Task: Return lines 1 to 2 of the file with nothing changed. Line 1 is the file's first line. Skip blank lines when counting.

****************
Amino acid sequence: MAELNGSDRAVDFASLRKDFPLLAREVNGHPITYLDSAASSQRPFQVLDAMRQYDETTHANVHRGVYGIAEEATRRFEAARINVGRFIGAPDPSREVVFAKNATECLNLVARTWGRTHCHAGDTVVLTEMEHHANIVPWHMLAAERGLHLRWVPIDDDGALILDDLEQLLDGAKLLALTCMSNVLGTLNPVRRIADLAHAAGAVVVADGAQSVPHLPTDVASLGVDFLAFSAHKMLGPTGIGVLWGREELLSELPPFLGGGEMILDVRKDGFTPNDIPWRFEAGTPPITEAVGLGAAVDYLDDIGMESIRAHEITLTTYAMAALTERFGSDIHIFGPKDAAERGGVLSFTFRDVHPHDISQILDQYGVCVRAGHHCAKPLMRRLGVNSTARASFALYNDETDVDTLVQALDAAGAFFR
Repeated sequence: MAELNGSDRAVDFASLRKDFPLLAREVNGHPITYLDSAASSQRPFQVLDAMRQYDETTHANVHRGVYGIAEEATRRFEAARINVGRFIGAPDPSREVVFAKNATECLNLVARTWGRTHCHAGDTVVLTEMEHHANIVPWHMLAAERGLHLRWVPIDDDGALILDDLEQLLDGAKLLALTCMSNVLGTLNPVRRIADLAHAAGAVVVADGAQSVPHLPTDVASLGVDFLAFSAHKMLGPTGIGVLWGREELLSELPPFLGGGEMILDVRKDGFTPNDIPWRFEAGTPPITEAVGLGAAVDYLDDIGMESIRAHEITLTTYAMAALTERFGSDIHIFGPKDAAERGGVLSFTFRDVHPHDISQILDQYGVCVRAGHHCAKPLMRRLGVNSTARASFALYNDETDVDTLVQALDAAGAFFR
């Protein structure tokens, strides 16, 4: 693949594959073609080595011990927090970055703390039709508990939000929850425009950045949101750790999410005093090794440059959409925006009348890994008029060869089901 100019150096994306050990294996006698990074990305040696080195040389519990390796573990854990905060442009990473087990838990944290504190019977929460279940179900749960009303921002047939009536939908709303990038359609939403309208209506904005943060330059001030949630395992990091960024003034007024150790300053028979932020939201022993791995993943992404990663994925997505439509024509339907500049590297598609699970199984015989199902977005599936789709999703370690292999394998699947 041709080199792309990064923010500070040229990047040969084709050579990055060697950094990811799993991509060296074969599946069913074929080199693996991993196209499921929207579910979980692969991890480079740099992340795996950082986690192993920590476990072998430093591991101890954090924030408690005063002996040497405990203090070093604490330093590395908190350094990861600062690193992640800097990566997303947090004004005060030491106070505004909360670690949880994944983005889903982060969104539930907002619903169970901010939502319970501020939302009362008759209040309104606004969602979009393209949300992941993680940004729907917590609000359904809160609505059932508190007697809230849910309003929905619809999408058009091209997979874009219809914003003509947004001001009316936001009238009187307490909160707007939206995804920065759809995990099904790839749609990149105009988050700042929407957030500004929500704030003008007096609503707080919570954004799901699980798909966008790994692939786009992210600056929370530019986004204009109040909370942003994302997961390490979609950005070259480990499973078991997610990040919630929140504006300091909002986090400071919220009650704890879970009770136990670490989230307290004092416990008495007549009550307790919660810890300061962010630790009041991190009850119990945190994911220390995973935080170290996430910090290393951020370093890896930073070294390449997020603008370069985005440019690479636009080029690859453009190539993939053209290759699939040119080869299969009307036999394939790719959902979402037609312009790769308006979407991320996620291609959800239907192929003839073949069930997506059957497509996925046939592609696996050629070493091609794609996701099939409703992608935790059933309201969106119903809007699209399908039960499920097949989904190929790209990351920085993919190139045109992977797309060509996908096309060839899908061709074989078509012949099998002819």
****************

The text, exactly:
Amino acid sequence: MAELNGSDRAVDFASLRKDFPLLAREVNGHPITYLDSAASSQRPFQVLDAMRQYDETTHANVHRGVYGIAEEATRRFEAARINVGRFIGAPDPSREVVFAKNATECLNLVARTWGRTHCHAGDTVVLTEMEHHANIVPWHMLAAERGLHLRWVPIDDDGALILDDLEQLLDGAKLLALTCMSNVLGTLNPVRRIADLAHAAGAVVVADGAQSVPHLPTDVASLGVDFLAFSAHKMLGPTGIGVLWGREELLSELPPFLGGGEMILDVRKDGFTPNDIPWRFEAGTPPITEAVGLGAAVDYLDDIGMESIRAHEITLTTYAMAALTERFGSDIHIFGPKDAAERGGVLSFTFRDVHPHDISQILDQYGVCVRAGHHCAKPLMRRLGVNSTARASFALYNDETDVDTLVQALDAAGAFFR
Repeated sequence: MAELNGSDRAVDFASLRKDFPLLAREVNGHPITYLDSAASSQRPFQVLDAMRQYDETTHANVHRGVYGIAEEATRRFEAARINVGRFIGAPDPSREVVFAKNATECLNLVARTWGRTHCHAGDTVVLTEMEHHANIVPWHMLAAERGLHLRWVPIDDDGALILDDLEQLLDGAKLLALTCMSNVLGTLNPVRRIADLAHAAGAVVVADGAQSVPHLPTDVASLGVDFLAFSAHKMLGPTGIGVLWGREELLSELPPFLGGGEMILDVRKDGFTPNDIPWRFEAGTPPITEAVGLGAAVDYLDDIGMESIRAHEITLTTYAMAALTERFGSDIHIFGPKDAAERGGVLSFTFRDVHPHDISQILDQYGVCVRAGHHCAKPLMRRLGVNSTARASFALYNDETDVDTLVQALDAAGAFFR